Thursday, July 14, 2005

Oven-Fried Mustard Chicken

I figured out how to do this without a table, after all. The problem was that I'd copied and pasted from my recipe software and it's not very compatible with blogger. All it took was a bit of fiddling in WordPad before pasting it into the compose post window.

It wasn't my intent to write a long essay yesterday, but as I worked with my ideas, it kept growing. I guess I'd really been thinking about it a lot. Today I wanted a a lighter post. It's summertime. Who wants heavy philosophy every day when there's warm sunny weather to enjoy? Here's a very simple recipe to make on a cool Saturday morning. Pack it up and take it to the park or the beach for a summer picnic.

Oven-Fried Mustard Chicken

Serves 8

2 whole chickens -- cut up or precut chicken pieces
1 teaspoon tarragon
2 teaspoons paprika, hot or sweet, depending on how spicy you want it
1/2 teaspoon black pepper
2 cups flour
1/2 cup Dijon mustard
peanut oil--as needed to coat pan

1. Preheat oven to 375° F. Lightly coat a baking dish with peanut oil.

2. Combine tarragon, paprika, salt, black pepper, and flour in a plastic bag. Brush mustard on chicken pieces and shake them one at a time in the flour mixture, largest pieces first. Place in a single layer, skin side down, on the baking sheet. If chicken is skinned, spray top with peanut oil.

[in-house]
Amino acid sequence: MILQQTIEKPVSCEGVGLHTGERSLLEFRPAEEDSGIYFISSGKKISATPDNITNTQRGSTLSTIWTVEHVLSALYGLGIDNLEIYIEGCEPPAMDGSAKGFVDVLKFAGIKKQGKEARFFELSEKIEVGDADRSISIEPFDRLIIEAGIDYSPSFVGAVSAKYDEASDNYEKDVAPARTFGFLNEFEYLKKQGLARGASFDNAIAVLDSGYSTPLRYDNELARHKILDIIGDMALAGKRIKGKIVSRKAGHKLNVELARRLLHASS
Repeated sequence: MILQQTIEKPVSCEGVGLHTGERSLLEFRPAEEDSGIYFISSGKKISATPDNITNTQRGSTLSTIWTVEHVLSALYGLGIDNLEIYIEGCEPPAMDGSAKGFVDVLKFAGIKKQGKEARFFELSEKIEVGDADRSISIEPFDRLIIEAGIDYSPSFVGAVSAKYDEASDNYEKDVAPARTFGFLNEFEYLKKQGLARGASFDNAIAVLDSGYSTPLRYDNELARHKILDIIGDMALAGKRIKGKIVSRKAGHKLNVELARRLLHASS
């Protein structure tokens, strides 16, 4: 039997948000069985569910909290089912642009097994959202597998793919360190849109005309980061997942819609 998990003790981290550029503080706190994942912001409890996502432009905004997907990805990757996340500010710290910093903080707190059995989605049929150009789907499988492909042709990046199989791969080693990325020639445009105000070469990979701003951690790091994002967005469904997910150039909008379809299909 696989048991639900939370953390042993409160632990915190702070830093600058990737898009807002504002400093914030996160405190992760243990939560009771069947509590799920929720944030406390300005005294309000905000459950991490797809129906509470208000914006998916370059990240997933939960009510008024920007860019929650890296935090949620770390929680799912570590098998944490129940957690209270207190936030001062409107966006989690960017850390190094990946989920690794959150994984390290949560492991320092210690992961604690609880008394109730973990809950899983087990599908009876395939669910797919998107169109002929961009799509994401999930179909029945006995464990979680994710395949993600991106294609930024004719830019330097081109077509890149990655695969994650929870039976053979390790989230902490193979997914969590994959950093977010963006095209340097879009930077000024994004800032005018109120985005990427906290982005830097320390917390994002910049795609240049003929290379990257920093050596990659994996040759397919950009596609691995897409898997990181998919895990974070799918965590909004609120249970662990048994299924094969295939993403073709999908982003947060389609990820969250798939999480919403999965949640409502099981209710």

3. Bake for 30 minutes. Turn chicken over. Bake 30 minutes longer or until crisp and golden brown.

1. An easy way to deal with the oil is to get a pump spray bottle designed for cooking oil. Misto is the most generally available brand, but there are other good ones, too.

2. I'm a "pinch of this, pinch of that" cook, so the measurements are approximate. Use the amount of flour you need to coat the amount of chicken you have. Use the amount of mustard you need to coat the amount of chicken you have. Adjust the seasonings to your taste. I don't add salt to the flour in this recipe because the mustard has enough salt in it for my taste. You can add some, if you want it saltier.

3. You can substitute other herbs for the tarragon. Thyme, basil, oregano, and chervil all go well with Dijon mustard. If you're not sure if an herb you want to try will taste good, open the bottle of mustard and the herb and sniff both at the same time. If it smells good, it will taste good. Or mix a teeny bit of mustard and the herb you want to try. Spread it on a bite of plain bread or a plain cracker, something that won't add a lot of flavor of its own. Taste it. If it's good on the bread, it will be good on the chicken. You might have to experiment with proportions to find the blend that suits your taste, but that's part of the fun of being the cook. You get to decide when it tastes good.